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July 30, 1898


JAMA. 1898;XXXI(5):249-250. doi:10.1001/jama.1898.02450050047008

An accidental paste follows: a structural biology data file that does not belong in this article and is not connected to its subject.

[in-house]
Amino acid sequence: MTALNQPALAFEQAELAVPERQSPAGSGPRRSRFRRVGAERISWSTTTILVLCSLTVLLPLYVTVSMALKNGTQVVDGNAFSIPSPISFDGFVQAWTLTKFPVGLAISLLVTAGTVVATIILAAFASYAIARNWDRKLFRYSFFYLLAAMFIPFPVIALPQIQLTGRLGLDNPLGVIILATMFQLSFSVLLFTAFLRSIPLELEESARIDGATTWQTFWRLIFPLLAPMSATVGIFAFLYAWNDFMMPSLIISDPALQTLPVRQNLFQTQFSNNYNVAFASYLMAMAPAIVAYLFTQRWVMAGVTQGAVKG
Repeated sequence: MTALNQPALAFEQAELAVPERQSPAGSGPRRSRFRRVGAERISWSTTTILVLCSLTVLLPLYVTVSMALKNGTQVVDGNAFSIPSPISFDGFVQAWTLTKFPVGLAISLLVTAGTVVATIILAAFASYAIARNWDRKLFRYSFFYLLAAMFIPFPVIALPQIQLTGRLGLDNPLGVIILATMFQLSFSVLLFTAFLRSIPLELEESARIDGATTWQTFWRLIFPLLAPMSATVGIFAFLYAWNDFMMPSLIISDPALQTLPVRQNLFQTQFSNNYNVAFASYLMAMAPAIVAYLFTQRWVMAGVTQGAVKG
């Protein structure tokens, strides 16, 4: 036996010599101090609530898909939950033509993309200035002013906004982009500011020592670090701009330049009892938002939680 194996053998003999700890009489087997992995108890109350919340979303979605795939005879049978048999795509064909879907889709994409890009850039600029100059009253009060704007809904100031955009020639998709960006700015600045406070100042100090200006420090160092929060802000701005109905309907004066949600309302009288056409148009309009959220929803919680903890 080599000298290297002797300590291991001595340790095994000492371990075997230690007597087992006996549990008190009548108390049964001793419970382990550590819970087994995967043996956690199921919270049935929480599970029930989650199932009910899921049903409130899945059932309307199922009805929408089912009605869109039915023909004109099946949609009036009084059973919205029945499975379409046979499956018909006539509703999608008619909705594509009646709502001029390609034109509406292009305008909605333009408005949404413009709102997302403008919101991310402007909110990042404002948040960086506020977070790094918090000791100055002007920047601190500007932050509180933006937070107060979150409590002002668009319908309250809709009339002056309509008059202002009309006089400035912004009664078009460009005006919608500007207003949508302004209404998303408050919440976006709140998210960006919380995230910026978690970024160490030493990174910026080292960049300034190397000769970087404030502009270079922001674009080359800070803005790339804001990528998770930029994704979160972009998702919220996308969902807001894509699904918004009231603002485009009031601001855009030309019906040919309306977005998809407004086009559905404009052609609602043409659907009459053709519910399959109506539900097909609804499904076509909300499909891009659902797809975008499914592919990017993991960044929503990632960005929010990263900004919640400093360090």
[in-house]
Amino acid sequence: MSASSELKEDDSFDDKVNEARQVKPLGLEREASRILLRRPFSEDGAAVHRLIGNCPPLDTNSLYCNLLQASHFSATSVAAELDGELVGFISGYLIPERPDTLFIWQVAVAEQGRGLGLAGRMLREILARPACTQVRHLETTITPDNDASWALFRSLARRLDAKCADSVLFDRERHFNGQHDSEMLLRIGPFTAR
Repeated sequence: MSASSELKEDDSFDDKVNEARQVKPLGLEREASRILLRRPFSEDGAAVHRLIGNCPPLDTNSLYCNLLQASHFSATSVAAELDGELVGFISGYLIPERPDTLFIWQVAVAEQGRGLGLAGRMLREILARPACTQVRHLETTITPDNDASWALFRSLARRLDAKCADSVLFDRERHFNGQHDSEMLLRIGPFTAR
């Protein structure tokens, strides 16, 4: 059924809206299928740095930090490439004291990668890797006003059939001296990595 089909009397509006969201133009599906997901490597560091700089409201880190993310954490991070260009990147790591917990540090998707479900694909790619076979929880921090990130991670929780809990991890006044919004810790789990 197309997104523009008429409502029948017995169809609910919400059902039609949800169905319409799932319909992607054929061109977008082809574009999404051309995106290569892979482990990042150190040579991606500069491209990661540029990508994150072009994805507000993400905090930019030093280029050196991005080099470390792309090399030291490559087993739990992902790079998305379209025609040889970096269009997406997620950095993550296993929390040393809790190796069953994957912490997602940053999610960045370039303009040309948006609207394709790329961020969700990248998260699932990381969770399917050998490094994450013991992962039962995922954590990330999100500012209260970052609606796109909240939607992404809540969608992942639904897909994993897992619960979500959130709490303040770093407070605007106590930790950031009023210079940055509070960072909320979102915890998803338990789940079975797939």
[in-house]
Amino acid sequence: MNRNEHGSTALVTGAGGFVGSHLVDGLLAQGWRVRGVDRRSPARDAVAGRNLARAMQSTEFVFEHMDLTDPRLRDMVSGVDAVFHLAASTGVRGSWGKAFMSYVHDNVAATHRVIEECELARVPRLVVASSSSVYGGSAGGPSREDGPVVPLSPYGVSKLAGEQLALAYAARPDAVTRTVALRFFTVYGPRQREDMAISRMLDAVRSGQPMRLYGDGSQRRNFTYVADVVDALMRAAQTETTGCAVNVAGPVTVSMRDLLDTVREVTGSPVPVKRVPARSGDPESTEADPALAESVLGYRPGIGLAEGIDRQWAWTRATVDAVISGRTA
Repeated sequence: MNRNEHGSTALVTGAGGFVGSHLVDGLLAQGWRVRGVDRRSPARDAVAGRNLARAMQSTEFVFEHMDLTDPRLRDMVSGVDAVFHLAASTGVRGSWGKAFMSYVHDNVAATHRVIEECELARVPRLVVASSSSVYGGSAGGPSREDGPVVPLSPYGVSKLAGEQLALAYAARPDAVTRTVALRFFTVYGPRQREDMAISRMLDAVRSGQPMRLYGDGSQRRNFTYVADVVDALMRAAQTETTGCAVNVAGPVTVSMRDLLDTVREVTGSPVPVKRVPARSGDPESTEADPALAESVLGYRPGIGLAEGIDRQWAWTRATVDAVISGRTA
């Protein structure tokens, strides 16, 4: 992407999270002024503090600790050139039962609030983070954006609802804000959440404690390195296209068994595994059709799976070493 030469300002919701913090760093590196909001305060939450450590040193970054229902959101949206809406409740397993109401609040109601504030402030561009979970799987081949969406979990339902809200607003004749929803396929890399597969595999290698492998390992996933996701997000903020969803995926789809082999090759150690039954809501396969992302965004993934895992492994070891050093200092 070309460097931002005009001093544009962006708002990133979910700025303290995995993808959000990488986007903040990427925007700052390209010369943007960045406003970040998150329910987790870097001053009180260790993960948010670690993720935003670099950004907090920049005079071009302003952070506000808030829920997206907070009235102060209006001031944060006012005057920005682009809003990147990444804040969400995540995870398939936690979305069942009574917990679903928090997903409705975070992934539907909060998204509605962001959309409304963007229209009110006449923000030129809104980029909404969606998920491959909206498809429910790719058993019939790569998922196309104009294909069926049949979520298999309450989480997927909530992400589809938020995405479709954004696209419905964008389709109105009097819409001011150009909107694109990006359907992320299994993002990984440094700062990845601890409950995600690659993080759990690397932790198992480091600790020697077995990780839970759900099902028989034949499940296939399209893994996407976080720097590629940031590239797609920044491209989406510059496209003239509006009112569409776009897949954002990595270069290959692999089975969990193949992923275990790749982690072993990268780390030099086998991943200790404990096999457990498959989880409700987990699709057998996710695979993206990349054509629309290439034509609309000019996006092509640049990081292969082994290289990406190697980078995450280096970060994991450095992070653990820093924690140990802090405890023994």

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The war news of the week has not been of an exciting character, although it concerns the progress of an outbreak of yellow fever in an army of twenty thousand susceptible men exposed to the infection, under conditions of fatigue and exposure which would be expected to measurably increase their susceptibility. The first cases of yellow fever appeared July 7, when four cases were taken from a house occupied by our troops at the front. A fifth case was discovered next day in a house in Siboney, directly across the road from the fever hospital established by Dr. Guitéras. The danger of occupying such houses was strongly set forth and widely distributed in a circular from the office of the Chief Surgeon; but this advice was disregarded. The houses, filthy beyond measure, were crowded with soldiers and utilized as offices and storehouses. Shortly after this they were all destroyed by

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